Centre should focus on marketing of agro produce

Updated: Jan 29 2002, 05:30am hrs
Agriculture is a state subject under the Constitution but not agricultural marketing. This means that state governments are responsible only for planning the production of crops. Once the crops are harvested, it is no longer a state subject because trade in agricultural commodities today is governed by the World Trade Organisation (WTO) rules and regulations. Here, the marketing of agro produce, with a view to enabling the farmers to get a remunerative price, assumes a major role. The Centre cannot afford to shirk its responsibility in this area.

The government should, therefore, immediately introduce reforms in the farm sector to chalk out a marketing strategy, boost investment and encourage crop diversification. These measures would help agriculture and allied sectors to sustain growth of 7 per cent in the Tenth Plan. The ministries of agriculture and co-operation and consumer affairs, food and public distribution at the Centre should be merged into a single ministry.

The government loses about Rs 48,000 crore annually due to restrictions and regulations on marketing, movement and storage of agro produce. Hence, the Essential Commodities (EC) Act, 1955 should be repealed and other 27 Acts including the Agriculture Produce (Grading & Marketing) Act, 1937 should be reviewed to allow free trade in agro produce. If it is not possible to immediately repeal the EC Act, then it should be kept in abeyance for three years or, alternatively, agricultural commodities that are under WTOs trade agreement should be removed from the Acts purview.

Acts governing agriculture produce marketing in various states should be amended to allow direct purchase from farmers without the need for a licence. The government should develop mega markets to facilitate marketing of produce. Such markets and agri-parks should be set up in joint ventures near ports, airports and production catchment zones. The present marketing system has failed due to the governments intervention in the foodgrain market leading to stockpiling. Marketing should be left to the private sector and government should set up adequate infrastructure.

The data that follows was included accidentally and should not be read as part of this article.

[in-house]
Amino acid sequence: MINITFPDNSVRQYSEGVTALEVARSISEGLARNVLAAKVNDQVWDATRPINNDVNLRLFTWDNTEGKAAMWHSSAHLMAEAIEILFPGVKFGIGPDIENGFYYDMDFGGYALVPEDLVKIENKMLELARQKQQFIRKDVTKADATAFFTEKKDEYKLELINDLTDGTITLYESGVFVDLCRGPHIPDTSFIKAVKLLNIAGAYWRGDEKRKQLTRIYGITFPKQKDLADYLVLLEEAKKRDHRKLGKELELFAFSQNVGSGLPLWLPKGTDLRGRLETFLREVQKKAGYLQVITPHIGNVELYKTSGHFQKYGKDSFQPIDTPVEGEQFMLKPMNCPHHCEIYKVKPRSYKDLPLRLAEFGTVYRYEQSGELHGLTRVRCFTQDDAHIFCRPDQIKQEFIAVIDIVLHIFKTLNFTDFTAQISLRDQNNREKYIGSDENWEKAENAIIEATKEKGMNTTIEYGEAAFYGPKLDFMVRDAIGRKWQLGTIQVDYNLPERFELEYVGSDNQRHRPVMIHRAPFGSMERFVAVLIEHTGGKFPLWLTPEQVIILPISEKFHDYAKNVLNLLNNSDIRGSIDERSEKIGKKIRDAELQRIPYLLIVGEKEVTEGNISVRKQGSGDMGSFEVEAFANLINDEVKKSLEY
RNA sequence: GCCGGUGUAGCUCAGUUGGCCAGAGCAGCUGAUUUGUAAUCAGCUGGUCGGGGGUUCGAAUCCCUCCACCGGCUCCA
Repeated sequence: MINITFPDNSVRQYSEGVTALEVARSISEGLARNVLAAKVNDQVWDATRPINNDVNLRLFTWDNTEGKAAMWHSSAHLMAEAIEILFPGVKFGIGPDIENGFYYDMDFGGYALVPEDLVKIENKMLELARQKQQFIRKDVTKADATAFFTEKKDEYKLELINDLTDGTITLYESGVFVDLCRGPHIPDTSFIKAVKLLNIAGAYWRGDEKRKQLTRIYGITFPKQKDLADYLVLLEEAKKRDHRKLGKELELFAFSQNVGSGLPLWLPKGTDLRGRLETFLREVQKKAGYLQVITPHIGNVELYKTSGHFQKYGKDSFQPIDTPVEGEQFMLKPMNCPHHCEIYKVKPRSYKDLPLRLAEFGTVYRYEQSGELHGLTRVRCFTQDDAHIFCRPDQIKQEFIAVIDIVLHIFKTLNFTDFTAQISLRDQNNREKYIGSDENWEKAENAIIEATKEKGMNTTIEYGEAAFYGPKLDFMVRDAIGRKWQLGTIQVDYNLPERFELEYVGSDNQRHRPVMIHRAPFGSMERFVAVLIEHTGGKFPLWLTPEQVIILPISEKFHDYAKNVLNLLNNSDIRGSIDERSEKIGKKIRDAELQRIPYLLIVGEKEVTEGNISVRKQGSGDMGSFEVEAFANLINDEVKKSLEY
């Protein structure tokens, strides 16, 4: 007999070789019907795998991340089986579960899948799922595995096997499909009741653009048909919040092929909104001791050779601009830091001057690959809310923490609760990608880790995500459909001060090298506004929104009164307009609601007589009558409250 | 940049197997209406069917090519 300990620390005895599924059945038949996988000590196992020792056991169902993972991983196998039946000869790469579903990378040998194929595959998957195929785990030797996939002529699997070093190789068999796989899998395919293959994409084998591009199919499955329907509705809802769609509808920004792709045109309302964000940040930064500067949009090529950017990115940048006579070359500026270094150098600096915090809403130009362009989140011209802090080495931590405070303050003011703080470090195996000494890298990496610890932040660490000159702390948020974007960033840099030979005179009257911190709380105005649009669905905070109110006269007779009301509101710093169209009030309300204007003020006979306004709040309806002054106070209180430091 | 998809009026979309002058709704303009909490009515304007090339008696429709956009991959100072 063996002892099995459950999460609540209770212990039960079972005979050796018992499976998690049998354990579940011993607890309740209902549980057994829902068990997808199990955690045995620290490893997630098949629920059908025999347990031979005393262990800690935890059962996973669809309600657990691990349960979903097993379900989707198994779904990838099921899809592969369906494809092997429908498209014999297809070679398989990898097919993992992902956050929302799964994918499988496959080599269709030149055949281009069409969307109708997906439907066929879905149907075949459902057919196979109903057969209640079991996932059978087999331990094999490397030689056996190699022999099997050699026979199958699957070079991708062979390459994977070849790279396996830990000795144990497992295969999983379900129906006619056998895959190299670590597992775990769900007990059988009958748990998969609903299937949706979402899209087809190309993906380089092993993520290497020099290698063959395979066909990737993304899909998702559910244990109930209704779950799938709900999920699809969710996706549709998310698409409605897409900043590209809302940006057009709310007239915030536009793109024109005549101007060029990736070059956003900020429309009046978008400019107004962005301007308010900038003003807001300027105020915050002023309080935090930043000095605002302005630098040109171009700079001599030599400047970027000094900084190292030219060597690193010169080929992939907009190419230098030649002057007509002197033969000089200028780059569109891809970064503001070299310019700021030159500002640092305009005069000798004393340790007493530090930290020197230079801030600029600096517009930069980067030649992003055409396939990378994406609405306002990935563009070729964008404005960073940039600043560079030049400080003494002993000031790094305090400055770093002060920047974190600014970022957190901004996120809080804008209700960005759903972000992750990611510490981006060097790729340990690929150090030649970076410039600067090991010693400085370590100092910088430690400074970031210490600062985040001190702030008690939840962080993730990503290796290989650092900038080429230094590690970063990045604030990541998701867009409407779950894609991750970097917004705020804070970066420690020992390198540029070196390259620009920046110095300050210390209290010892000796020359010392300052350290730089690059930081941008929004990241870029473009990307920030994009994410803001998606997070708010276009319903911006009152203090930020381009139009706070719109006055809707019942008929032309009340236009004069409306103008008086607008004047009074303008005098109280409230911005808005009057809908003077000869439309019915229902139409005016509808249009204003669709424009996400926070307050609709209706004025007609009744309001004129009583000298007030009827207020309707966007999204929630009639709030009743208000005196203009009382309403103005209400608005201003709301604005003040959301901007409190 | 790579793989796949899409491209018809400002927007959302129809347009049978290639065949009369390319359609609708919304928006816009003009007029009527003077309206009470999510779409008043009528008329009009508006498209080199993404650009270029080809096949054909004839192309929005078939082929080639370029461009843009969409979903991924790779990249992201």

Forward contracts should be introduced in as many agro produce as possible. A system of certified warehouse receipts as negotiable instrument for accessing easy credit should also be introduced. Nabard and banks should be directed to enhance priority sector credit on securitised warehouse receipts/warrants of certified warehouses (as collaterals) to be traded on online commodity exchanges. This will make Kisan Credit Cards multipurpose.

In addition, spot and futures markets should be linked through information technology to receive price signals. Banks and Nabard should participate in equity for online commodity exchanges. Any income of trade guarantee funds and customer protection funds set by commodity exchanges should be dealt at par with such income of investor protection fund set up by stock exchanges. The provisions of TDS (tax deduction at source) in respect of commission or brokerages on commodity futures should be at par with other securities.

(The writer is Chairman, International Society for Agricultural Marketing, and also Chairman of the expert committee on strengthening & developing agricultural marketing, set up by the government in 2001)